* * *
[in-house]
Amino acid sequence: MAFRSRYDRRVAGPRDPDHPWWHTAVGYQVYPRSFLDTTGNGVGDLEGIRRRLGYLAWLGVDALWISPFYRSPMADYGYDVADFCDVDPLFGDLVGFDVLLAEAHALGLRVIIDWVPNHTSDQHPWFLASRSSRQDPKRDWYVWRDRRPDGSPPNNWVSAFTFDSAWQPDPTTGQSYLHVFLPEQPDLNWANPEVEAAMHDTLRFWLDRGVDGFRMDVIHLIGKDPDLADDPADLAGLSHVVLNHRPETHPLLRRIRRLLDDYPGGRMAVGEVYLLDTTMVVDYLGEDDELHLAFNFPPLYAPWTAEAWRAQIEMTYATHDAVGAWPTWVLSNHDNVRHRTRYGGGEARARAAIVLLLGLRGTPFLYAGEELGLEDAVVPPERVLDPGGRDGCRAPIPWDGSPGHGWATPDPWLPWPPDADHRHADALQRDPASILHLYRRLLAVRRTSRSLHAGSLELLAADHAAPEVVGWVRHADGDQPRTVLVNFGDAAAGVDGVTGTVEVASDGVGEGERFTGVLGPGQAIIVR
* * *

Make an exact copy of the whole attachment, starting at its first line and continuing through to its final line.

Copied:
[in-house]
Amino acid sequence: MAFRSRYDRRVAGPRDPDHPWWHTAVGYQVYPRSFLDTTGNGVGDLEGIRRRLGYLAWLGVDALWISPFYRSPMADYGYDVADFCDVDPLFGDLVGFDVLLAEAHALGLRVIIDWVPNHTSDQHPWFLASRSSRQDPKRDWYVWRDRRPDGSPPNNWVSAFTFDSAWQPDPTTGQSYLHVFLPEQPDLNWANPEVEAAMHDTLRFWLDRGVDGFRMDVIHLIGKDPDLADDPADLAGLSHVVLNHRPETHPLLRRIRRLLDDYPGGRMAVGEVYLLDTTMVVDYLGEDDELHLAFNFPPLYAPWTAEAWRAQIEMTYATHDAVGAWPTWVLSNHDNVRHRTRYGGGEARARAAIVLLLGLRGTPFLYAGEELGLEDAVVPPERVLDPGGRDGCRAPIPWDGSPGHGWATPDPWLPWPPDADHRHADALQRDPASILHLYRRLLAVRRTSRSLHAGSLELLAADHAAPEVVGWVRHADGDQPRTVLVNFGDAAAGVDGVTGTVEVASDGVGEGERFTGVLGPGQAIIVR